Interested yet? Access the site and browse about. You might want to use this link to get to the audio/video only courses or use Google to find only the courses that have video. You won't get MIT to say you studied with them, but you will learn what they teach if you make the effort!

One thing you need to be able to run the .RM files is Real Alternative, a package that allows you to play Real Media without installing the annoying and not free Real Player.

And MIT is not the only one doing that. You can access the links of:
Open Courseware Consortium
Open Courseware finder

I've found this while randomly browsing the net, a substance that is supposed to be increasing memory and brain plasticity called ampakine. An article called it steroids for the brain and I borrowed that in the title, since I found it is appropriate enough.

Like all mind enhancing drugs it was discovered by accident, while working on a cure for Alzheimer. Why would anyone try to enhance one's brain on purpose, anyway? :-|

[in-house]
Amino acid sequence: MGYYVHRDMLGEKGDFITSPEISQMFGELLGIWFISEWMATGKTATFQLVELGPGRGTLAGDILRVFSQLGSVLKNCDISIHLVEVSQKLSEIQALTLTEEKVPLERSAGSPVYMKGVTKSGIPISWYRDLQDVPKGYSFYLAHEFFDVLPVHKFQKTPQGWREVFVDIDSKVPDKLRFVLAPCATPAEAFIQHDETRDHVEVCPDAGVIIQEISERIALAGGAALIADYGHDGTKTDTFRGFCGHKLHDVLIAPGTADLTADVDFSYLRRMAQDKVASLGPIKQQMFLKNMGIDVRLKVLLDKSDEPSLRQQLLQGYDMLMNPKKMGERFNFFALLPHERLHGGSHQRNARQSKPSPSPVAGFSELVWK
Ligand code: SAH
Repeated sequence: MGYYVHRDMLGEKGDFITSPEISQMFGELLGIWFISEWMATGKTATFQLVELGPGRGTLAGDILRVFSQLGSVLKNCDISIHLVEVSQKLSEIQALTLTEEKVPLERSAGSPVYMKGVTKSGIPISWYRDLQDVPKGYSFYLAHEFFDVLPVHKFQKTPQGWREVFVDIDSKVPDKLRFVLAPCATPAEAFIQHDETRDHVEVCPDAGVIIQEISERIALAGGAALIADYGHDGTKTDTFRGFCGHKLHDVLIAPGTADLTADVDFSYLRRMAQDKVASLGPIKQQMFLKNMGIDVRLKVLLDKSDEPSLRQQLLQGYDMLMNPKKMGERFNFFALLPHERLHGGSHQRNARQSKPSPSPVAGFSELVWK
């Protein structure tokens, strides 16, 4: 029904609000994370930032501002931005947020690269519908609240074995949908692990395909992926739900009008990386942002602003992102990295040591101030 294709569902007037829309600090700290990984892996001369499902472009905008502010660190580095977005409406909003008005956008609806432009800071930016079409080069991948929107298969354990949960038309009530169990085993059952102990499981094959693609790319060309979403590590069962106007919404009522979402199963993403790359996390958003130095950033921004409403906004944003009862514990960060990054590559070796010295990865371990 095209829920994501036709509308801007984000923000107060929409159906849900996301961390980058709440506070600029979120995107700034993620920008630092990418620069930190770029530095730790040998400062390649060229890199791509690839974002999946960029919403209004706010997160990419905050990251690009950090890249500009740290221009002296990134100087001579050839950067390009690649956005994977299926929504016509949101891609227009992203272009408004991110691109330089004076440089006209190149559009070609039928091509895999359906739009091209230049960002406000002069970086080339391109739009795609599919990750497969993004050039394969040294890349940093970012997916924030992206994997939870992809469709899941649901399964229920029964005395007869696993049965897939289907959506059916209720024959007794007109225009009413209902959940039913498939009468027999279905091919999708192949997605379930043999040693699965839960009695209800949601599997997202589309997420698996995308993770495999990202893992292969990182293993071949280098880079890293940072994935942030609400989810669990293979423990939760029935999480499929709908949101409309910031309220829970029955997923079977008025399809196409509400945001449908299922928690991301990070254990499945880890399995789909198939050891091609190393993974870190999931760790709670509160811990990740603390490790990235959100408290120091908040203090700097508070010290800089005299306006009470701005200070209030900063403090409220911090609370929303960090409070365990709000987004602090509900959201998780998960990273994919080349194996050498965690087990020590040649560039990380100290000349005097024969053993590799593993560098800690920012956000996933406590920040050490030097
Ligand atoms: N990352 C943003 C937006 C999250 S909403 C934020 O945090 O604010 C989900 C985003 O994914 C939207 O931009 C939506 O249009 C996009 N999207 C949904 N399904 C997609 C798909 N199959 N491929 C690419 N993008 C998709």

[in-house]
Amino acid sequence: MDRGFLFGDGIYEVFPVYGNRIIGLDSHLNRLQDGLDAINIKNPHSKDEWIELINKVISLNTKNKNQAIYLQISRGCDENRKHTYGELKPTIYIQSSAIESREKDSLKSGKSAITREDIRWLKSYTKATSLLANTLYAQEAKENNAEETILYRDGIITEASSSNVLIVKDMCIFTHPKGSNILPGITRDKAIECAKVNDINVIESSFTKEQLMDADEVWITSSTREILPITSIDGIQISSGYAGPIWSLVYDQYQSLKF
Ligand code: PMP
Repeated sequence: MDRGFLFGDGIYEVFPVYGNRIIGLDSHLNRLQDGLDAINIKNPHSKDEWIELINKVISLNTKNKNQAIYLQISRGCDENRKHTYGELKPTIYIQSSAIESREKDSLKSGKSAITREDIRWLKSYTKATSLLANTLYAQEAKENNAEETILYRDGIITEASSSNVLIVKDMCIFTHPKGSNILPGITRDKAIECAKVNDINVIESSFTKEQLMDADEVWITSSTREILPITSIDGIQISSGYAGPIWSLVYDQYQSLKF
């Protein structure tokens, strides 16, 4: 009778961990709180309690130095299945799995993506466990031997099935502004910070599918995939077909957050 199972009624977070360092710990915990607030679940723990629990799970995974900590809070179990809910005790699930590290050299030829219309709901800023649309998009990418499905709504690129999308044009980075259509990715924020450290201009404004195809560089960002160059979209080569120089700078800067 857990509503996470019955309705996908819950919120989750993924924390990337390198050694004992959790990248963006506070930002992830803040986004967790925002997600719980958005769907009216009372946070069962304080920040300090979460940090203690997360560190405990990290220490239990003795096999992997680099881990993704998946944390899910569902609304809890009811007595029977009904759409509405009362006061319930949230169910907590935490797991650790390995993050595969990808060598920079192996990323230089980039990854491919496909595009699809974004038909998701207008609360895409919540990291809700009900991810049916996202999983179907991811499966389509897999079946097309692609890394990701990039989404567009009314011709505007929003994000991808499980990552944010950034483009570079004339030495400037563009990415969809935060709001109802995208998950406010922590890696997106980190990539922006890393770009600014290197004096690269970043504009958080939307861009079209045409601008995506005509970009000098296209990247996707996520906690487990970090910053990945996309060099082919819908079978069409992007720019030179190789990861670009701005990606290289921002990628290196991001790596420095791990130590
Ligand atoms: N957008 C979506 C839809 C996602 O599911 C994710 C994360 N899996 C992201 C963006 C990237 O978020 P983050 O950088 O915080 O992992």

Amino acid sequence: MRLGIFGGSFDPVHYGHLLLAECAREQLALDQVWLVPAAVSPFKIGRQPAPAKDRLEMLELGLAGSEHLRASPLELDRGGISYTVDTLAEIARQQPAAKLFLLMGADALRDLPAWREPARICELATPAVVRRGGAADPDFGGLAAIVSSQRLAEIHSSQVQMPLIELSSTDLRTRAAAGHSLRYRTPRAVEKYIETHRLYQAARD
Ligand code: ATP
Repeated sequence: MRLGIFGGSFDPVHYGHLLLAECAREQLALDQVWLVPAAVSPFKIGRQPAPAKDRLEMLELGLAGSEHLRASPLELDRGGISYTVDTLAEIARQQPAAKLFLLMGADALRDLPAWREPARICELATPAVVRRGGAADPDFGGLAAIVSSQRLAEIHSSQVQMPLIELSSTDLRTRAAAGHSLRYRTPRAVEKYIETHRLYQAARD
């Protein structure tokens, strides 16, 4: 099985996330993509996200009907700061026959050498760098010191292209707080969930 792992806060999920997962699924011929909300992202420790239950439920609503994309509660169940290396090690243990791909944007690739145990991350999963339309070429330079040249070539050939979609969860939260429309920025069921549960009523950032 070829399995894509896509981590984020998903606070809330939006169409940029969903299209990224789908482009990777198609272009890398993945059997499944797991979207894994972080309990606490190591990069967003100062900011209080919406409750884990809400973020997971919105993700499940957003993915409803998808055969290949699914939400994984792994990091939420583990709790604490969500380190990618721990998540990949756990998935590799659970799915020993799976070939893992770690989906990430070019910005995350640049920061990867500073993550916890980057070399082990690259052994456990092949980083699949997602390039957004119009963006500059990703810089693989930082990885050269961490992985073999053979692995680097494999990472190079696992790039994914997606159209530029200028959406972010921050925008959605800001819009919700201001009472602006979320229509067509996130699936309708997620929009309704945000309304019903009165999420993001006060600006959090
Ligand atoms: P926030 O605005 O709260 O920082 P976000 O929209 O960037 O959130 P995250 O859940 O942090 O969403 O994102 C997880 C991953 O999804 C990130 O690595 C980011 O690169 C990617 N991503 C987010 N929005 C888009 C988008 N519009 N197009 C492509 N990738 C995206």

I am not much of a biochemist (even if I recently made some acquaintances that are :) and I could ask them to enlighten me) so I will just post a list of links that I found on the subject. It seems that there are no publicly available pills yet, as the drug is still in trials, but who knows... maybe we can become smarter rather than dumber for a change.

Here are the links:

A profile of the behavioral changes produced by
facilitation of AMPA-type glutamate receptors

'Memory pill' for the forgetful

How to Sleep Better is a BBC programme that tries to solve some of the issues related to sleep. It does NOT show you how to sleep better in a shorter time, it is about fixing the problems that make you sleep badly or less than you want.

The program is very interesting indeed. I was kind of put off when I didn't find it on and it is not found freely on the programme's site either, so you should seek it on BitTorrent or DC++.

Anyway, long story ridiculously short, it started from a survey of common sleep problems and then they tried to find solutions. There was a snorer, a couple with a screaming child, a woman too obsessed by work to sleep well, an old man who couldn't sleep well from his youth, a flight attendant that could not sleep well in her own home, but could do it in a hotel and some guy that worked driving night shifts.